John II Comnenus
John II Comnenus (September 13, 1087 – April 8, 1143) was Byzantine emperor from 1118 to 1143. Also known as Kaloioannes (John the Beautiful), he was the eldest son of the emperor Alexius and Irene Ducaena.
He succeeded his father in 1118. Nicetas Choniates alone tells of the actions by which John II secured his own succession. Alexius I had favoured John to succeed him over his wife Irene's favourite, Nicephorus Bryennius, who was married to their daughter Anna. Alexius resorted to dissimulation in order to avert Irene's criticism of his choice and her demands that Nicephorus should succeed. As Alexius lay on his deathbed in the monastery of the Mangana (15 August 1118), John, consorting with relatives whom he could trust, among whom was his brother, the sebastokrator Isaac, stole into the monastery and removed the imperial signet ring from his dying father. Then, taking up arms, he rode to the Great Palace, gathering the support of the citizenry who acclaimed him emperor. Irene was taken by surprise and was unable either to persuade her son to desist, or to induce Nicephorus to act against him. Although the palace guard at first refused to admit John without proof of his father's wishes, the mob surrounding the new emperor simply forced entry. Alexius died the following night. John refused to join the funeral procession, in spite of his mother's urging, because his hold on power was so tenuous. However, in the space of a few days, his position was secure.
On account of his mild and just reign he has been called the Byzantine Marcus Aurelius. By the personal purity and piety of his character he effected a notable improvement in the manners of his age, and he devoted his reign to restoring the Byzantine Empire to its former extents, before the disaster at Manzikert in 1071. His various successes against the invading Petchenegs, Serbians and Seljuk Turks, whose progress in Asia Minor he reverted, along with his attempts to establish Byzantine suzerainty over the Crusader States in Antioch and Edessa, did much to restore the reputation of his empire, even if the Comnenian dynasty in hindsight gave Byzantium, torn apart by corruption and invasions, but a brief respite against disintegration. His only serious—but very telling—setbacks were against the Venetians, upon whose naval strength the empire was dependent after the breakdown of the Byzantine fleet in the 11th century. An effort to reduce their extensive privileges within the empire ended with a humiliating return to status quo, many Byzantine ports being plundered in the process.
John the Beautiful
John was known as Kaloiannis, 'John the Beautiful'. William of Tyre says that he was short and unusually ugly, with eyes, hair and complexion so dark he was known as 'the Moor'. The description Kaloiannis referred not to his body but to his soul. Both his parents had been unusually pious and John surpassed them. Members of his court were expected to restrict their conversation to serious subjects only. The food served at the emperor's table was very frugal and John lectured courtiers who lived in excessive luxury. Despite his austerity, John was loved. His principles were sincerely held and his integrity great. He never condemned anyone to death or mutilation. Charity was dispensed lavishly.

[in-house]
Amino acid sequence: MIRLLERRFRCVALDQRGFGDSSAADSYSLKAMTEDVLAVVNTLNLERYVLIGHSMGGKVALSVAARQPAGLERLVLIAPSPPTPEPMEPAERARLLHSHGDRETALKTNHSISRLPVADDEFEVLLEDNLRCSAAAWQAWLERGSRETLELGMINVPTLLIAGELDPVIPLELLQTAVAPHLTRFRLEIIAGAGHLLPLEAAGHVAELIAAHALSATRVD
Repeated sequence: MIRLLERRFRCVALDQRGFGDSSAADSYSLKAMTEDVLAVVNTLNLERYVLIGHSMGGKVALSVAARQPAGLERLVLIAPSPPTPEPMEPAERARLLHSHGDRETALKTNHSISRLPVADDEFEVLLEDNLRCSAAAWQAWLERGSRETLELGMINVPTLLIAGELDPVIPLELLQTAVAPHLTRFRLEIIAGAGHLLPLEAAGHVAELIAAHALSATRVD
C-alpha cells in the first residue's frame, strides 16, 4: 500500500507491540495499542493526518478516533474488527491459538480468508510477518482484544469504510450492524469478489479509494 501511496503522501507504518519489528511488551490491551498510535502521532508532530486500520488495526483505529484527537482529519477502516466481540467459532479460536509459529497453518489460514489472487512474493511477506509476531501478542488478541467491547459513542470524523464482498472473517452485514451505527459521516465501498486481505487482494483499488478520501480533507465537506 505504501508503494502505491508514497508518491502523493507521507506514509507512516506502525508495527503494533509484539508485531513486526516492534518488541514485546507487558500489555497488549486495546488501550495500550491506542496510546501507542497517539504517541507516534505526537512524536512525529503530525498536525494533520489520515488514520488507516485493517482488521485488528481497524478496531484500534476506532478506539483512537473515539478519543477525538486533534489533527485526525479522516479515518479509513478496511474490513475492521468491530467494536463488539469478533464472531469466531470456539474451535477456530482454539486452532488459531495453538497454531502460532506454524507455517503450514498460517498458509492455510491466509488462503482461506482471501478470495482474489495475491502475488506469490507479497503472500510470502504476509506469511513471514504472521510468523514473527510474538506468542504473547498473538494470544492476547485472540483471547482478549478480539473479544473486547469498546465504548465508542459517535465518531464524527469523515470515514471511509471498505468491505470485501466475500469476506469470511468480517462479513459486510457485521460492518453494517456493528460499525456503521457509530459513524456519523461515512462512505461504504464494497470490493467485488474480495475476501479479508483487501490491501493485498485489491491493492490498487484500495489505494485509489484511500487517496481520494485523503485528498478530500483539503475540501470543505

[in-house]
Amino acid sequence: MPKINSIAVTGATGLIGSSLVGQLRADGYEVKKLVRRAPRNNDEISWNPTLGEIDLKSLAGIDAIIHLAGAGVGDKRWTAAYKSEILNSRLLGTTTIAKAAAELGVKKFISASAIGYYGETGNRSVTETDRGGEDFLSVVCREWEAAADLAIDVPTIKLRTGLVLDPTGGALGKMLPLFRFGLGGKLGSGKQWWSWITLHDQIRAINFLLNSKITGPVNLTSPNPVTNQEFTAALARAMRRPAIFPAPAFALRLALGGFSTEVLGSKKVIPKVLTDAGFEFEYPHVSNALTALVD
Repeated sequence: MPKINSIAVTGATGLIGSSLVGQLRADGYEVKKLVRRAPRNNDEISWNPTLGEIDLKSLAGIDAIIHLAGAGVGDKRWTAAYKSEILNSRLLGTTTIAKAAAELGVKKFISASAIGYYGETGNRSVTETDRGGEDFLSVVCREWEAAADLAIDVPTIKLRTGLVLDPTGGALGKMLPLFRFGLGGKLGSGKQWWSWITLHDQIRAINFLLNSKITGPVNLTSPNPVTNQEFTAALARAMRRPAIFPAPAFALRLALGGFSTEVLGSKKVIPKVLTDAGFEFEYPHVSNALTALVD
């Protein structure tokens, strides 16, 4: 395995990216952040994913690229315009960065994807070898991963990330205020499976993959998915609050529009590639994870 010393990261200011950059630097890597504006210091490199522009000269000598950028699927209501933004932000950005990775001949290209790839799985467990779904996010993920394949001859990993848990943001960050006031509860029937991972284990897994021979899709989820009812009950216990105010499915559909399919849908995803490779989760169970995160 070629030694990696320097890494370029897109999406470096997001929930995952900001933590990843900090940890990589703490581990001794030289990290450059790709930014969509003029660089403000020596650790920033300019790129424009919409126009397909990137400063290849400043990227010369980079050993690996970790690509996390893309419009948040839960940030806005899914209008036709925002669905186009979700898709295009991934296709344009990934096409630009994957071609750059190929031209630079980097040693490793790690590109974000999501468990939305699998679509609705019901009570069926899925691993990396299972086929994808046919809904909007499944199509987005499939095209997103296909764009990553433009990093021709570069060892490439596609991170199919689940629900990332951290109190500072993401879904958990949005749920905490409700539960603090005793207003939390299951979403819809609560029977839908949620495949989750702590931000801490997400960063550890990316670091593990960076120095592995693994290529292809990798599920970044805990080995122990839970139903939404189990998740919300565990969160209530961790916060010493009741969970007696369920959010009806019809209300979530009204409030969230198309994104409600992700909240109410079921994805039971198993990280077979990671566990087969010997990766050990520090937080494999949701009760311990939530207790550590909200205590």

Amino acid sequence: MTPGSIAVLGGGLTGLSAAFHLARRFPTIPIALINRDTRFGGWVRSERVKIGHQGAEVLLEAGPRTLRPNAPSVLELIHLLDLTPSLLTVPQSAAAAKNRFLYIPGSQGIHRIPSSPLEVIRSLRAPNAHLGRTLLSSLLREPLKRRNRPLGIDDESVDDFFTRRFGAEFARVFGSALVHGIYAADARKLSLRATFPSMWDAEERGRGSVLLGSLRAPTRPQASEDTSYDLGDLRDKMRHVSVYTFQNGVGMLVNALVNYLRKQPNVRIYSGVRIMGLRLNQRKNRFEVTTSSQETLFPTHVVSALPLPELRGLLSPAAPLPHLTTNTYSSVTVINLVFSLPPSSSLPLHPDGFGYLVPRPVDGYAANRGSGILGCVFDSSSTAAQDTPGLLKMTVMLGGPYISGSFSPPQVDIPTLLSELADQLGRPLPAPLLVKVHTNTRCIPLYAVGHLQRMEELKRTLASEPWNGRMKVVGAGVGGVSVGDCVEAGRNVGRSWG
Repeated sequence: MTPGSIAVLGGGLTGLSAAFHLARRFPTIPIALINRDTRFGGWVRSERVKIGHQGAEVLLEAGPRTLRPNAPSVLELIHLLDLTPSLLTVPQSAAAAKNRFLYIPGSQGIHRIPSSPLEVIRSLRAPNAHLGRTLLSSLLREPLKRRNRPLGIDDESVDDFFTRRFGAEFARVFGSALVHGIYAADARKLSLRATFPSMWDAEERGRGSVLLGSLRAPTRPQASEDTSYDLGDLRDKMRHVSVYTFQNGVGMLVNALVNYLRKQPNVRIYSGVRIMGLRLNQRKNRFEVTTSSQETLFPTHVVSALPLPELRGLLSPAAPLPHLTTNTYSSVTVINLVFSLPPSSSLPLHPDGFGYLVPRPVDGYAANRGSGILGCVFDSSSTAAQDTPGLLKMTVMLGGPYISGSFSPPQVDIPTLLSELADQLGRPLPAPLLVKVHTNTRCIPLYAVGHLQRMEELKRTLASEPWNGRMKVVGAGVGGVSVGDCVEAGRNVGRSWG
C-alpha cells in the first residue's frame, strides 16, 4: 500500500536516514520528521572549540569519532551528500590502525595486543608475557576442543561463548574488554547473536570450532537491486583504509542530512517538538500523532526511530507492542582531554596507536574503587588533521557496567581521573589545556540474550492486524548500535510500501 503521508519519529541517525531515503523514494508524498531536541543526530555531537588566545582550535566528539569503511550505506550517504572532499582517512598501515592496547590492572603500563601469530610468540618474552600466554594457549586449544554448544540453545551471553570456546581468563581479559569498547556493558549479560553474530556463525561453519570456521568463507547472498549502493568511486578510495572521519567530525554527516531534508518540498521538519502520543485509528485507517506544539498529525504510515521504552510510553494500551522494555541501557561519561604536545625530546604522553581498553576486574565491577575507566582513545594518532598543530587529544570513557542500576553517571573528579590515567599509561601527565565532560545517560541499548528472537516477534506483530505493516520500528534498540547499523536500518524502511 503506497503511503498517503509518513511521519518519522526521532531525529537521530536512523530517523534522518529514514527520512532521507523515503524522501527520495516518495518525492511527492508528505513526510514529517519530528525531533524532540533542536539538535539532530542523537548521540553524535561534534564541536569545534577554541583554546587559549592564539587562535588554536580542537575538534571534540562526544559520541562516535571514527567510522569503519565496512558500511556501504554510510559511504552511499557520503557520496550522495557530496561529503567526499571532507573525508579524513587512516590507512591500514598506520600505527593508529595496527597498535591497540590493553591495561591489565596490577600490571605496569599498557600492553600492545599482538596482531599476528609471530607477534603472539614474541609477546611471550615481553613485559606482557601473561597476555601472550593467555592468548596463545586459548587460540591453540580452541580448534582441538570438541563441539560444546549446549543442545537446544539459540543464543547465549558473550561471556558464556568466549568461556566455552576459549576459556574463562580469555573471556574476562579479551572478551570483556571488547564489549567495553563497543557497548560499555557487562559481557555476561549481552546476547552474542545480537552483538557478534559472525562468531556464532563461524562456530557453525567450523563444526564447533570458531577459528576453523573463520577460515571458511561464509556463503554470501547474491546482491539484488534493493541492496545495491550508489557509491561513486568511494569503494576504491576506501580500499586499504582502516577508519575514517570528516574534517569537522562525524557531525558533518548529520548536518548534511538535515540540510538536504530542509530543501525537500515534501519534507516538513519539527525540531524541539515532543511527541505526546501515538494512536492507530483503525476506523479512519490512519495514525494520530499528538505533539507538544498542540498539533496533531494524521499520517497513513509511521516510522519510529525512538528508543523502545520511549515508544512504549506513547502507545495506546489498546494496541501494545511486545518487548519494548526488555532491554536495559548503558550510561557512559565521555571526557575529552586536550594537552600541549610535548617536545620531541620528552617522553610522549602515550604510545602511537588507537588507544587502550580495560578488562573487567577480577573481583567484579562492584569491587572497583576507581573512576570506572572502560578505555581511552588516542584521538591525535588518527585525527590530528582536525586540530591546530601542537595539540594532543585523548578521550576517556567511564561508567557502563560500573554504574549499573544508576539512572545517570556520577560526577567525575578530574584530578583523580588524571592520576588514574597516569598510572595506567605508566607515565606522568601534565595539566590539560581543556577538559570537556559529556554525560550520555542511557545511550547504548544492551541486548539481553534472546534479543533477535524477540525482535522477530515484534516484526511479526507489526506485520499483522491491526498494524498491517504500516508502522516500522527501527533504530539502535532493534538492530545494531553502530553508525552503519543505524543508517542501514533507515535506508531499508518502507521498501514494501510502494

John married Piroska of Hungary, daughter of King Ladislaus I of Hungary. Their two eldest sons predeceased him, and he passed over the third son, Isaakios, in favor of the youngest, Manuel, who had shown great promise.
It was on Mount Taurus in Cilicia, on April 8, 1143 that John was accidentally infected by a poisoned arrow (though there are those that theorize that this was no accident), and when it was apparent that he was going to die, the emperor chose his youngest son Manuel to be his successor over the other remaining son Isaac, citing two main reasons, namely Isaac's irascibility and the courage that Manuel had shown at Neocaesareia.
John married Piroska in 1104; the marriage was intended as compensation for the loss of some territories to King Coloman of Hungary. She played little part in government, devoting herself to piety and their large brood of children. Piroska died on August 13, 1134 and was later venerated as Saint Eirene. John and Piroska had eight children:
- Alexius Comnenus, co-emperor, died 1142
- Maria Comnena, twin to Alexius, married Ioannes Dalassenos Rogerios
- Andronikos Comnenus (died 1142)
- Isaakios Comnenus (died 1154)
- Manuel I Comnenus (died 1180)
- Anna Comnena, married Stephanos Kontostephanos
- Theodora Comnena, married Manuel Anemas
- Eudokia Comnena, married Theodoros Vatazes